Collective mindfulness, resilience and team performance

Nicholas Oliver, Melike Senturk, Thomas Calvard, Kristina Potocnik, Maurizio Tomasella

Research output: Contribution to conferencePaperpeer-review

Abstract / Description of output

Collective mindfulness is a central feature of organizations that are able to operate reliably and effectively in the face of difficult conditions (Weick et al. 1999). Perhaps due to perceptions of an increasing volatile, uncertain, complex and ambiguous (VUCA) world, scholars are now considering the benefits that high-reliability principles offer other organizations, particularly in terms of increased resilience. This idea is appealing in principle, but empirical evidence of such benefits is limited.
This study uses a simulation of a manufacturing operation to investigate the relationship between a key attribute of HROs, namely mindfulness, and performance. Over a period of five weeks, 43 teams comprising 345 participants prepared for a short trading period during which they had to physically produce simple products under demanding, competitive conditions. The exercise required teams to absorb, interpret and act upon large amounts of information and demands considerable ability in communication, coordination and adaptability. The exercise produces objective, directly comparable team performance data.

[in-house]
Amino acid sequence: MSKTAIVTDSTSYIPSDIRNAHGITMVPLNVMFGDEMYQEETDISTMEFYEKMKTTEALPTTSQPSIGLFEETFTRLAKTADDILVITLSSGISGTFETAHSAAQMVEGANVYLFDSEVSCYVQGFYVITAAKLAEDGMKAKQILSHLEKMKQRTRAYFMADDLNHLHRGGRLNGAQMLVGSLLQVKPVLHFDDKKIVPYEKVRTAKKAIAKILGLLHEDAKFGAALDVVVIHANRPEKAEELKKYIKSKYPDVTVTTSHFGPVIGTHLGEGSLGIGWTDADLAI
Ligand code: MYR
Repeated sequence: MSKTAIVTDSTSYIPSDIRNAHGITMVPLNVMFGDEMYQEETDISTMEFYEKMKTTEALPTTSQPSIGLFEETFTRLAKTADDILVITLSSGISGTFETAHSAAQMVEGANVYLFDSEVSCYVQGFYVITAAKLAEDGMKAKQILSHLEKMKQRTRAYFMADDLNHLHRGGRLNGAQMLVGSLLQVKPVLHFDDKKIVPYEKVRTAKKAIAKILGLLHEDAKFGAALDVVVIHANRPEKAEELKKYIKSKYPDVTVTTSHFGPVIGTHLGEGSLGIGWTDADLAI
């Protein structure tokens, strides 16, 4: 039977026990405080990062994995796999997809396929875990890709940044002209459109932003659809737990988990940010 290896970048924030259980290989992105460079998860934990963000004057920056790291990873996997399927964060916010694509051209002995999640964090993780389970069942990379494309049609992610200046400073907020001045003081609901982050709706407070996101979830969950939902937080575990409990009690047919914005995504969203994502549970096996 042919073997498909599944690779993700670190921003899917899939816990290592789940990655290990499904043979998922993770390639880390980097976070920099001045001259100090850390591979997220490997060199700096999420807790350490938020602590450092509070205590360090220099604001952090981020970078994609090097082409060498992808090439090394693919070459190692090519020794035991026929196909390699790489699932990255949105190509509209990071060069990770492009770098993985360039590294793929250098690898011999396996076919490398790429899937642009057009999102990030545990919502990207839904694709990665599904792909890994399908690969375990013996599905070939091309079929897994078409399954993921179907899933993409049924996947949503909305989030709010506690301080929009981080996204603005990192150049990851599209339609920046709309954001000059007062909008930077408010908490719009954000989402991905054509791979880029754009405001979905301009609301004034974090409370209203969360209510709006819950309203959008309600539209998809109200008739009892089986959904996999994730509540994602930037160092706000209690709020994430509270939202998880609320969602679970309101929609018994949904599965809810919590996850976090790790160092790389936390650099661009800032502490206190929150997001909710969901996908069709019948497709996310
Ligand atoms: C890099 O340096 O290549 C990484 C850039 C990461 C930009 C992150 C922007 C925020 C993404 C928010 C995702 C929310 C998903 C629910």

The results show strong, significant relationships between collective mindfulness, measured by the ‘Mindful Organizing Scale’ (Weick and Sutcliffe 2007) and objective measures of performance. Preliminary analysis indicates that mindfulness is particularly significant to the performance of teams pursuing ambitious, high risk strategies.
Original languageEnglish
Publication statusPublished - 2017
EventAcademy of Management Conference - Atlanta, United States
Duration: 4 Aug 20178 Aug 2017


ConferenceAcademy of Management Conference
Country/TerritoryUnited States

Keywords / Materials (for Non-textual outputs)

  • mindfulness
  • teams
  • resilience
  • performance


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